Privacy & Security Alert

October 8‚ 2013

Golden State Privacy Warriors: California Has Just Passed a Number of Data Privacy Laws; Here Are Your Next Steps

By Cynthia Larose and Jake Romero

The federal government may be completely unable to pass laws, but that certainly isn’t the case with the State of California, which has just completed a data privacy hat trick by passing three significant laws addressing a broad subset of data privacy issues. The big question is: is your online and/or mobile business ready for the coming changes?

Expansion of California’s Data Breach Notification Requirements

Under a new law that will become effective on January 1, 2014, California will expand its data breach notification requirements by adding additional types of information to the definition of “personal information” under California Civil Code §§ 1798.29 and 1798.82. Previously, California’s notification requirements in the event of a data breach were triggered when the information accessed during the breach included an individual’s name, in combination with that individual’s (i) social security number, (ii) driver’s license or California ID number, (iii) account, credit or debit card number together with a security or access code, (iv) medical information or (v) health information, where either the name or the other piece of information was not encrypted.

Under the new definition, “personal information” will also include “[a] user name or email address, in combination with a password or security question and answer that would permit access to an online account.” If your business or organization collects this type of information, there are steps you should take to be ready in the event of a data breach:

  • Perform an audit of your security measures. Online account information is a common target of hackers. Ensuring that sufficient protections are in place may not be able to stop every incident, but it can help limit the disruption to your business that is caused by a data breach incident.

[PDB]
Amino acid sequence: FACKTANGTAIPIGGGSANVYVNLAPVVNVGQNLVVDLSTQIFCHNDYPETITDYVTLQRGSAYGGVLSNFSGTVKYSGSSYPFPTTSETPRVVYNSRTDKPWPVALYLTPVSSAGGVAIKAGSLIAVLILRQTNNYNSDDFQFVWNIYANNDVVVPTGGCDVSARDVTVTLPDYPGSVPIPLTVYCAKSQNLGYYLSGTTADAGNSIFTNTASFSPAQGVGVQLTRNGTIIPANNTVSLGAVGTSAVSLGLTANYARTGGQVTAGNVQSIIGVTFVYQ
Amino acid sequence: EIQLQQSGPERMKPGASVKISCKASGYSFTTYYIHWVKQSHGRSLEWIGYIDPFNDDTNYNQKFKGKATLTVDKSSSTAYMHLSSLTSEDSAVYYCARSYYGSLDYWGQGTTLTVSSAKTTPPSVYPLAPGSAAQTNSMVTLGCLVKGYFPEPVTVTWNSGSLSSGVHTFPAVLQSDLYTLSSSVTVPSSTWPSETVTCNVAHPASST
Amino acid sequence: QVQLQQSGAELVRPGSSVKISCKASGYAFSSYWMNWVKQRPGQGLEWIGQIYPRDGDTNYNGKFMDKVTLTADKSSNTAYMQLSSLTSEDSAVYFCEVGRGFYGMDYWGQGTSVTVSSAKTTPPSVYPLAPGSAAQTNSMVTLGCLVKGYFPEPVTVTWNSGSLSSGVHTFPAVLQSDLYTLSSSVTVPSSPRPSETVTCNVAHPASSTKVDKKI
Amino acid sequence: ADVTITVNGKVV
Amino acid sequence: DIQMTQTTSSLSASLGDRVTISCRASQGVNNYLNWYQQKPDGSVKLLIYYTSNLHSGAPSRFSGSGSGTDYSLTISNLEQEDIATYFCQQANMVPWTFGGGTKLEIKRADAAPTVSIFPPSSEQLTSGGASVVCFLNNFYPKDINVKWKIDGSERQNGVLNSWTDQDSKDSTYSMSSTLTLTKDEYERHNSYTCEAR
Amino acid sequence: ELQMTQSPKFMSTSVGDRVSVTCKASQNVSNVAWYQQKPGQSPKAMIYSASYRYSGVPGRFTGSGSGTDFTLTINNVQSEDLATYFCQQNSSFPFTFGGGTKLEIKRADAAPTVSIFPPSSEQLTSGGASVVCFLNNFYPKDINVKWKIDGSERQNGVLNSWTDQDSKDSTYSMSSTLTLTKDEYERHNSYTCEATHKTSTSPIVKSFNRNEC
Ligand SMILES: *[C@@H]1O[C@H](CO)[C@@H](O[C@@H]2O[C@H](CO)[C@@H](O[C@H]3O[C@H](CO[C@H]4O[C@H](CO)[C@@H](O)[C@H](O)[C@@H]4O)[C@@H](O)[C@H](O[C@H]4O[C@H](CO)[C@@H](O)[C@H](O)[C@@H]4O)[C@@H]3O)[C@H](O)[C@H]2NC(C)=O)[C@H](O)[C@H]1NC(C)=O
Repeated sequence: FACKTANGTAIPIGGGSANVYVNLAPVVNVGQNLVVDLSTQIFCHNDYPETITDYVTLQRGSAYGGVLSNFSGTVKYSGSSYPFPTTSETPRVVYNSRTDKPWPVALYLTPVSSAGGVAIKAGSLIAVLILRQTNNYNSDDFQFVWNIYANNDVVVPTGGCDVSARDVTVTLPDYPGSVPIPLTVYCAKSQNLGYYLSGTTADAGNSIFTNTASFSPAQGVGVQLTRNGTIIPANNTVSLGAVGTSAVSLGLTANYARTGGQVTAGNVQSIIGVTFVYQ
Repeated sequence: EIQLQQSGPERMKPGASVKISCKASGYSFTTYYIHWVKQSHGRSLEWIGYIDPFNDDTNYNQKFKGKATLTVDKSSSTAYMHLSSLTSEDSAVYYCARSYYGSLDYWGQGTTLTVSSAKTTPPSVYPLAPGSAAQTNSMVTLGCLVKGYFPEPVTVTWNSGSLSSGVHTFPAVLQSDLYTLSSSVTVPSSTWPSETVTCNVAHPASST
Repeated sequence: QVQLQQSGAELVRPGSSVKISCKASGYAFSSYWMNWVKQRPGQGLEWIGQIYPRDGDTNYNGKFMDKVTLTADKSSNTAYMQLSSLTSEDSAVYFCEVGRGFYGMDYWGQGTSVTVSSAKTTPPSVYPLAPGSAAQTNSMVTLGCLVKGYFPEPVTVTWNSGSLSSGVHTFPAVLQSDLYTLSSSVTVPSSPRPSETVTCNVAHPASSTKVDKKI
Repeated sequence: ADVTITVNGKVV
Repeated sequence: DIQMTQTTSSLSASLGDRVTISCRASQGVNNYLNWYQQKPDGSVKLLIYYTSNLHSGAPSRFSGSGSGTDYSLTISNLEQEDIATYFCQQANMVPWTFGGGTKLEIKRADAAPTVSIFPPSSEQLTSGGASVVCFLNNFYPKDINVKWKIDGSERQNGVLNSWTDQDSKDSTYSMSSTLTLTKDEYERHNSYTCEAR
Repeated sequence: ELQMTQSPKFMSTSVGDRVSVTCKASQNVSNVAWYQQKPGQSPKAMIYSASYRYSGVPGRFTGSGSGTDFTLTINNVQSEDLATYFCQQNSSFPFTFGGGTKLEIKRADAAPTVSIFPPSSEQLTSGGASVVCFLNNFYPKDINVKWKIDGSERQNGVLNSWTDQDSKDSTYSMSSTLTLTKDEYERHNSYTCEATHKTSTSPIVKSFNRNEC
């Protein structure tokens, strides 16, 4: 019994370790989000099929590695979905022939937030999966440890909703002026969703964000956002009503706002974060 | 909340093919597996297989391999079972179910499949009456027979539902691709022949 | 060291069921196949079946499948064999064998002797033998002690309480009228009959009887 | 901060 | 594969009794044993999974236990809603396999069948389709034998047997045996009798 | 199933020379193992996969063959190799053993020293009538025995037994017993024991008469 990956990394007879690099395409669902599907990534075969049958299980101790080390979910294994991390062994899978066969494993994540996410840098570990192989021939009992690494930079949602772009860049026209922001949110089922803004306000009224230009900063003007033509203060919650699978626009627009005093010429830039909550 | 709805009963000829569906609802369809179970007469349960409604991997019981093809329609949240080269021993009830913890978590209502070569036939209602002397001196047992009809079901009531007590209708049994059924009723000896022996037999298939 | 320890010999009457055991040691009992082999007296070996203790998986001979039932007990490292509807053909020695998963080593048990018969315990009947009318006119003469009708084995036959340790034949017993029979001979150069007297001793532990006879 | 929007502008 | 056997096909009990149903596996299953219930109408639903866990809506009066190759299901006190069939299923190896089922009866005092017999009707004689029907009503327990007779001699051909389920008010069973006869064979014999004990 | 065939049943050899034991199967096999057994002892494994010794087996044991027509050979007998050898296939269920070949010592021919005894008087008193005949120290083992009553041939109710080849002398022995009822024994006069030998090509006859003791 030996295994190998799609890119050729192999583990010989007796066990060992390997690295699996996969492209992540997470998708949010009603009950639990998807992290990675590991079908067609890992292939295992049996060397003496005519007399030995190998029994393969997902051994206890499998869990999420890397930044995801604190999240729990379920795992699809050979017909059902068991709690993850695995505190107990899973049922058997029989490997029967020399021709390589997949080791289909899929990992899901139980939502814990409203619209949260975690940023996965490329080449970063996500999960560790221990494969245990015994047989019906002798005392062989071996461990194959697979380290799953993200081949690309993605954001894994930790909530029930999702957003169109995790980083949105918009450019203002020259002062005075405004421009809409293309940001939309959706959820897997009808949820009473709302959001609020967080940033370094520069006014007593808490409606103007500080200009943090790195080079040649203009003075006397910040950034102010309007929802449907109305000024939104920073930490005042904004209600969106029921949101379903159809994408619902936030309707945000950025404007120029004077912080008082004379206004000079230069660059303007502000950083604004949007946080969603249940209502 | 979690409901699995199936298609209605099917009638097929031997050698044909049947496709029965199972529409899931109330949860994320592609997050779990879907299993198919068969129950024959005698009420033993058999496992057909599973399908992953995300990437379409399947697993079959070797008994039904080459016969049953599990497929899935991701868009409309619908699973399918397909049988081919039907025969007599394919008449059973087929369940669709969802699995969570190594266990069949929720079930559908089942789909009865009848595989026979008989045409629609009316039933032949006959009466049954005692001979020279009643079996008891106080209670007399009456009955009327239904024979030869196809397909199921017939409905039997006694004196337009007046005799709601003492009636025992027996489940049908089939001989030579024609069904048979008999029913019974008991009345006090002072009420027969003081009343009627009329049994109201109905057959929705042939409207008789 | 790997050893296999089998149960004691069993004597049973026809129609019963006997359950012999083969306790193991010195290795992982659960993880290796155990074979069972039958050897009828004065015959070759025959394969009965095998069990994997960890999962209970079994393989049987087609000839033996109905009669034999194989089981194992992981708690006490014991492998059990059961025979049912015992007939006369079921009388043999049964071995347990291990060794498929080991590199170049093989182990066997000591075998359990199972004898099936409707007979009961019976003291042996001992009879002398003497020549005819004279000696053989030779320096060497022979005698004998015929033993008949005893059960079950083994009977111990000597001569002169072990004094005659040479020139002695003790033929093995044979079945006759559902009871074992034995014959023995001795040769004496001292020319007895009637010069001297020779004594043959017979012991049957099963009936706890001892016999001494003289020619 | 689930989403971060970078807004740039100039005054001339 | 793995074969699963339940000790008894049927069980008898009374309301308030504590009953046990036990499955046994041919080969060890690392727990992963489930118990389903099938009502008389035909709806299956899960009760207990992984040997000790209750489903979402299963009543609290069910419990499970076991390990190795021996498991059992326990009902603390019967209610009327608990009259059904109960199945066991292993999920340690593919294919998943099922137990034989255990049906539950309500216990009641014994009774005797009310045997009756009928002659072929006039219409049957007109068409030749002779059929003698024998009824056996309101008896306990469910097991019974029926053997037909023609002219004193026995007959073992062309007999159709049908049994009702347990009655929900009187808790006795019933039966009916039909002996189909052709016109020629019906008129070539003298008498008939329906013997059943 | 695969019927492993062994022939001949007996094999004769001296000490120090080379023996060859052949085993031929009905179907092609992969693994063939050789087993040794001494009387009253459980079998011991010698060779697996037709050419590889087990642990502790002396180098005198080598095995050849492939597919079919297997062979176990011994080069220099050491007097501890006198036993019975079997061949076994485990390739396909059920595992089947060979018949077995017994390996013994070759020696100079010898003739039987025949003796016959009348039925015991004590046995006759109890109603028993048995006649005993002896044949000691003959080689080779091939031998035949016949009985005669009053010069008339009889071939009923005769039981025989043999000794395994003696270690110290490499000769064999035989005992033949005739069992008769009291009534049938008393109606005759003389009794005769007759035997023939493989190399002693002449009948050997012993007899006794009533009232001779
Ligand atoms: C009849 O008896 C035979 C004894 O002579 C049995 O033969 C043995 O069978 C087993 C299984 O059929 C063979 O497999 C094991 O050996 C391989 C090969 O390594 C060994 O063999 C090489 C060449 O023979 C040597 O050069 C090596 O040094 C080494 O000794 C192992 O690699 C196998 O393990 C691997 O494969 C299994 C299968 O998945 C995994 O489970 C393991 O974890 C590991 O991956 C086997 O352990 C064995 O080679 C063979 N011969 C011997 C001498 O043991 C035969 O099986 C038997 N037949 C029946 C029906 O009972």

• Only share personal information of users with third parties when necessary to provide services or products. When it comes to data breach notification, you can be equally responsible if the person or entity who experiences the data breach was a third party who received the information from you. Any vendor or third party with whom you share personal information should be required to meet certain standards for protecting that information.
  • Delete non-essential personal information. By deleting information you no longer need (such as user information linked to closed or inactive accounts), you can limit your risk profile. If you do not already have one, consider implementing a process for periodically deleting information that is no longer required.
  • Have a plan. If the information you collect did not qualify as “personal information” before the expansion, it is likely that you do not have a plan in place to be followed in the event of a data breach. Maintaining a data breach response plan will allow you to keep your attention focused on resolving the data breach incident, rather than worrying about how to provide notice.

You can read our prior reporting on the expansion of California’s data breach notification requirements here.

Prohibition on Certain Marketing to Minors; Deletion of Minor’s Information upon Request

Effective January 1, 2015, new provisions will be added to California’s Business and Professions Code that address marketing certain products to minors and the collection and deletion of information posted by minors. Under the new provisions, an operator of an online service that is directed toward minors under the age of 18 is prohibited from marketing certain products (including alcoholic beverages, firearms, ammunition, spray paint, cigarettes, fireworks, tanning devices, lottery tickets, tattoos, drug paraphernalia and obscene materials) on its online service. This same prohibition also applies where the online service is not directed toward minors, but the operator of that service has actual knowledge of a minor using the service and the advertisements are specifically directed to that minor based on information the minor has provided.

In addition, the operator of an online service directed toward minors (or, if not directed toward minors, where the operator has actual knowledge that a minor is using the service), will be required to (i) permit minors to remove or request the removal of content or information posted by that minor, (ii) provide notice to minors describing their right to have content deleted, (iii) provide instructions for removing or requesting deletion of content and (iv) caution minors that such deletion does not ensure complete or comprehensive removal of content or information posted by that minor.

Out of the three new data privacy laws, this law is the most controversial since it expands on and deviates from the protections provided by the federal Children’s Online Privacy Protection Act, as amended. It will be critical to begin taking steps now to prepare for the January 1, 2015 effective date: